As Bengal gears up to ban keeping of native birds as pets, experts say devil lies in details

With the West Bengal government set to enforce a comprehensive ban on keeping all Indian species of birds as pets, experts have sounded a note of caution raising questions on the implementation of the proposed move.

State Forest Minister Jyotipriya Mallick said the process of imposing the ban has been initiated and a notification on this will be issued soon. “Indian birds, whether wild or domesticated, cannot be kept at home. They can’t be caged. The households that have birds should release them. I also have some birds at my home but I will have to release them. Strict action will be taken by the authorities concerned if anyone is found violating the orders,” Mullick said.

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Unsure of the efficacy of the proposed blanket ban, Atanu Raha, former West Bengal principal chief conservator of forests, said, “The question remains as to how strictly the proposed move is going to be followed. The effectiveness of the ban will depend on how seriously the government is going to implement it. For instance, the hill maina is kept as a pet even though it is an endangered Indian bird species. The Wildlife Act is serious about it. If a state wants to stop people from keeping crows at home, it will make a separate law. However, a  separate  state law for this will serve no purpose.”

He added, “If the proposed state Act also prohibits the same bird species from being kept as pets, there is hardly anything new about it. But action can be taken against keeping crows, shaliks or martins, and pigeons as pets or selling them under the proposed law. The focus should be on enforcement of the ban on trading indigenous birds.”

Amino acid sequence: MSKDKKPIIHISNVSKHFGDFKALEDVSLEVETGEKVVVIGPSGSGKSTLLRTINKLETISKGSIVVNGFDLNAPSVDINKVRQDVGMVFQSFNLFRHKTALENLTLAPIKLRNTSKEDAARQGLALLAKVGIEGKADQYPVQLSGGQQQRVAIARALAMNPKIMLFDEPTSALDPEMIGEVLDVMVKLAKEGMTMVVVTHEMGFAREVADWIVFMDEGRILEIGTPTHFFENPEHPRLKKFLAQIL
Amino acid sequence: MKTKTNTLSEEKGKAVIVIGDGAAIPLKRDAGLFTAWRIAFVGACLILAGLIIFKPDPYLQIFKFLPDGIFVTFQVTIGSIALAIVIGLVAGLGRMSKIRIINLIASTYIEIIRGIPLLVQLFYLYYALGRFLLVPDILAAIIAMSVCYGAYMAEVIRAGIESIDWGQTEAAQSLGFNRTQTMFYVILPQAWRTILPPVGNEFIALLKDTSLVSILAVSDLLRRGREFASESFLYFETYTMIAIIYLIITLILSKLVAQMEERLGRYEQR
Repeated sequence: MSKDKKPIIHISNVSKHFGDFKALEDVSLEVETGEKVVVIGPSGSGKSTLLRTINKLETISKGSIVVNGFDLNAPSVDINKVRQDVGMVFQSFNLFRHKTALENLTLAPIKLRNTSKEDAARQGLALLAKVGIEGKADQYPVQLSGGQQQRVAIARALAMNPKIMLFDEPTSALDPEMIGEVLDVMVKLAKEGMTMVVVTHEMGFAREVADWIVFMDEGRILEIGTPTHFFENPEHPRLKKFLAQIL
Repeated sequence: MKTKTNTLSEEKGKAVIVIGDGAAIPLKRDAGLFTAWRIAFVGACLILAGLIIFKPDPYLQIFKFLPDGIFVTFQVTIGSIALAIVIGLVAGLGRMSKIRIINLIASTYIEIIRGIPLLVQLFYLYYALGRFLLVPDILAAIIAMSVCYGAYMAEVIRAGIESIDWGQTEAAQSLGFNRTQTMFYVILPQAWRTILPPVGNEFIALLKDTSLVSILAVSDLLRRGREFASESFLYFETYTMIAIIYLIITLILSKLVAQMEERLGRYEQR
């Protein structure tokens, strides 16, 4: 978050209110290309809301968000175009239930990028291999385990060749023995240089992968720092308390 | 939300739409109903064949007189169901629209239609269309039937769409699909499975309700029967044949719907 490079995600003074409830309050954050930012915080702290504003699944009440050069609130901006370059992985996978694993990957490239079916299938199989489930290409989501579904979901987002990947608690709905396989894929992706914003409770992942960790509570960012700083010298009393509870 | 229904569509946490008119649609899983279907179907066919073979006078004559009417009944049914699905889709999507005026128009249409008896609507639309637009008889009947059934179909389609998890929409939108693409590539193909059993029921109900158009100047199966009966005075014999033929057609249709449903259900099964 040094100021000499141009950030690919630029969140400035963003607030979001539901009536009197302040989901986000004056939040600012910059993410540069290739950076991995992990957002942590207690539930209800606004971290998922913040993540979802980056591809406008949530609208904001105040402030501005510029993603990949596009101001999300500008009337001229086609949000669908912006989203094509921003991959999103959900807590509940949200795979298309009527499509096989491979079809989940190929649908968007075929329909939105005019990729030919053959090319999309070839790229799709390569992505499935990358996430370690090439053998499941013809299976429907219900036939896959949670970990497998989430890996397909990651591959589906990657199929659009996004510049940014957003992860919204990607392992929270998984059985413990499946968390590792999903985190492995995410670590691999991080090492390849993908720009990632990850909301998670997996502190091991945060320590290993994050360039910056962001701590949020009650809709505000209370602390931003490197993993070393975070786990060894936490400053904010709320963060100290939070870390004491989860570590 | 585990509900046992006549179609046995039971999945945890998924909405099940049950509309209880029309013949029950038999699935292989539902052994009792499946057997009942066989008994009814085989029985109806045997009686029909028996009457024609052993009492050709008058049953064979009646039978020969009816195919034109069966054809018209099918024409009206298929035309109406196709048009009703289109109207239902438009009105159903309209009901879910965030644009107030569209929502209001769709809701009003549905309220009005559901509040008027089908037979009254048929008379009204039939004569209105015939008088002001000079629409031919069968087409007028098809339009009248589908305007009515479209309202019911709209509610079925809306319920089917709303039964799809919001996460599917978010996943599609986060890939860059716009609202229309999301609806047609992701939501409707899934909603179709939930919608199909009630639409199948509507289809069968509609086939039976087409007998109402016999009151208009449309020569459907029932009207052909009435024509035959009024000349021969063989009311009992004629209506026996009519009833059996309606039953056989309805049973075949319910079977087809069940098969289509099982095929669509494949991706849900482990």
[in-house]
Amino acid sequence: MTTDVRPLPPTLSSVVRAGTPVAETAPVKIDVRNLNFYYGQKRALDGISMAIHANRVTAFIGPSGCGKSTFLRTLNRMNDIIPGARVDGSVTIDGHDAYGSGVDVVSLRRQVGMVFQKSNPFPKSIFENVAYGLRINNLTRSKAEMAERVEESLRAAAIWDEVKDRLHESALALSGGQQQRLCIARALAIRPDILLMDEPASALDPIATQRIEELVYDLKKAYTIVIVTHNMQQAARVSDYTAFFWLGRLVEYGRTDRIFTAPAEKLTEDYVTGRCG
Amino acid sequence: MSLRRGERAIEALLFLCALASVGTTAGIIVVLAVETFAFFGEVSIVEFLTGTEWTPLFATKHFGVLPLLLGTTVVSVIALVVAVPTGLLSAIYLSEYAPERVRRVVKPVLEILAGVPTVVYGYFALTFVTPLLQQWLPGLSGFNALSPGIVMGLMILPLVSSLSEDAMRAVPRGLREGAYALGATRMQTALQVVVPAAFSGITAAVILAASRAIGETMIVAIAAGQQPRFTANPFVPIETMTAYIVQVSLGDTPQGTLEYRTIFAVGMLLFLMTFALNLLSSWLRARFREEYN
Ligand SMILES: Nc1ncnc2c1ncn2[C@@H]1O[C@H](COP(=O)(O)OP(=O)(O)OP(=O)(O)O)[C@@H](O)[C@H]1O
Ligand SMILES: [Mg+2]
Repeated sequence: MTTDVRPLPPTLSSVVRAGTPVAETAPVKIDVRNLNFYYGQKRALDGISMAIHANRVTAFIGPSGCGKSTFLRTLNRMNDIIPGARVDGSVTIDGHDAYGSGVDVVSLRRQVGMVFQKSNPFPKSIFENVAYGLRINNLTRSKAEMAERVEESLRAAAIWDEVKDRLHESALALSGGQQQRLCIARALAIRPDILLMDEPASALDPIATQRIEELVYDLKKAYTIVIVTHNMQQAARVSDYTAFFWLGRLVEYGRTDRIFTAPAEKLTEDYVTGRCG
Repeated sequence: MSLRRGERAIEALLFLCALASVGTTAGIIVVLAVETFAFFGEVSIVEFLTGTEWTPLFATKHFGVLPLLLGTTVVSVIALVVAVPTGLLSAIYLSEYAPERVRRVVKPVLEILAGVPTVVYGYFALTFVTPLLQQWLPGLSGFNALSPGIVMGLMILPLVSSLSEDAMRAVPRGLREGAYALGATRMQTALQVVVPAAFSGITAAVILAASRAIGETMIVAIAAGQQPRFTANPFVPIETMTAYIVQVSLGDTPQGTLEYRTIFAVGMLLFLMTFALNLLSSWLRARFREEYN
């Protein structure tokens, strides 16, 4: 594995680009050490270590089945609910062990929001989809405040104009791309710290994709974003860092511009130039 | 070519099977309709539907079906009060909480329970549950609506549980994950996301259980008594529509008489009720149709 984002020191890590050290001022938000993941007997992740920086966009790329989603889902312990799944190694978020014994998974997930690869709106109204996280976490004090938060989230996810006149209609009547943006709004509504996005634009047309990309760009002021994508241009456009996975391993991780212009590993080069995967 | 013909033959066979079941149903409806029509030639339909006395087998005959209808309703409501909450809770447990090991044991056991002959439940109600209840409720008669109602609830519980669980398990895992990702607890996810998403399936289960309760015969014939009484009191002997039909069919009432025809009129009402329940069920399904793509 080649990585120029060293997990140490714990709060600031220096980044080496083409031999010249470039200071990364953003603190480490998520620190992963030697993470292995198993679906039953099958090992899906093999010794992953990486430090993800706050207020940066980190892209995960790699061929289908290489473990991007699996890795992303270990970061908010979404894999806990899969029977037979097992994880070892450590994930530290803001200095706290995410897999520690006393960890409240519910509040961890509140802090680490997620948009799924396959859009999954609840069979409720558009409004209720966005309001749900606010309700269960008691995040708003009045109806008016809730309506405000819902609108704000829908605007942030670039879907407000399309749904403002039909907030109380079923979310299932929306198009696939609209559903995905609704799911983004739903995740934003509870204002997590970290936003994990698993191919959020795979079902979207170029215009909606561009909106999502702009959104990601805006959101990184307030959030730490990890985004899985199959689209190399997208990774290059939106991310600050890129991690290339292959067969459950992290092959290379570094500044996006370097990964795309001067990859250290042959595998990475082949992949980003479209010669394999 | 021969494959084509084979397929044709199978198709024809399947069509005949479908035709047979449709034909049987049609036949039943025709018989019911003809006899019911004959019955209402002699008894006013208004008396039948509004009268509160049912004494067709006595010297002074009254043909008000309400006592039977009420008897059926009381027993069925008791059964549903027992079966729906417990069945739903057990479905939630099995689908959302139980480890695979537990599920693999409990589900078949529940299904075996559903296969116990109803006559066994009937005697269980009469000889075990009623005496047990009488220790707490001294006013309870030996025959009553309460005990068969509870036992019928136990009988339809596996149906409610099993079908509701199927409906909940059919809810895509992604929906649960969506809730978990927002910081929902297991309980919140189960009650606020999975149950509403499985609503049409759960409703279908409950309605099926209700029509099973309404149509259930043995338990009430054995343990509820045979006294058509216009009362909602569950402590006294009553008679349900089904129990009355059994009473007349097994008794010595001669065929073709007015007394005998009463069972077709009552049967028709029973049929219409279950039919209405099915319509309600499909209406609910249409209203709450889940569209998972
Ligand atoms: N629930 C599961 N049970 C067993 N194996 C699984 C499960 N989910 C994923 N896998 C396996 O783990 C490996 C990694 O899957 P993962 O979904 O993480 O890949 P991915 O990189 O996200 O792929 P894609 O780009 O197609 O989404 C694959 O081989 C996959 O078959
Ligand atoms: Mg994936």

Even as the Wildlife Protection Act, 1972, prohibits keeping Indian birds like parakeets, mainas, muniyas and peacocks as pets, many birds were not included in the list.

Asked about Kolkata’s Galiff Street pet market where even endangered birds are sold openly, Minister Mallick said, “No Indian birds will be allowed to be kept as pets. If such birds are sold at the Galiff Street Market, the sellers will eventually have to limit their activity to selling trees only.”

Foreign birds can be bought but for breeding purposes only but no show or exhibition involving them will be allowed, the minister said, adding that it is already illegal to use Indian birds for shows.

Sajal Ghosh, a BJP councillor who organises an international bird exhibition in Kolkata’s Santosh Mitra Square, said, “I do not yet know the details. I am sure he (Mallik) is making statements without understanding the issue. If the state government asks bird lovers to register their pets they will do it. I have already applied for the registration of my birds.”

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“If the government comes up with something like this, we will challenge it in court. I own exotic birds only. To my understanding, one cannot keep Indian birds according to the Wildlife Act,” Ghosh further said.

Mullick said a permit from the Forest Department will be required to keep even foreign birds at home. A committee will be formed to monitor whether Indian birds are being kept at homes, he said.

Abhishek Gond, a businessman and a bird lover, said, “I keep a lot of small-sized exotic birds at home since it is illegal to keep Indian birds as pets. Bringing in a new law will further confuse the matter. There is no problem if they impose tax or fee for keeping birds.” Another bird lover from Kolkata said, “I know a lot of people who keep parrots as pets but there is never any action against them. Since different birds are available in the market, we buy them. Law and Acts only create confusion.”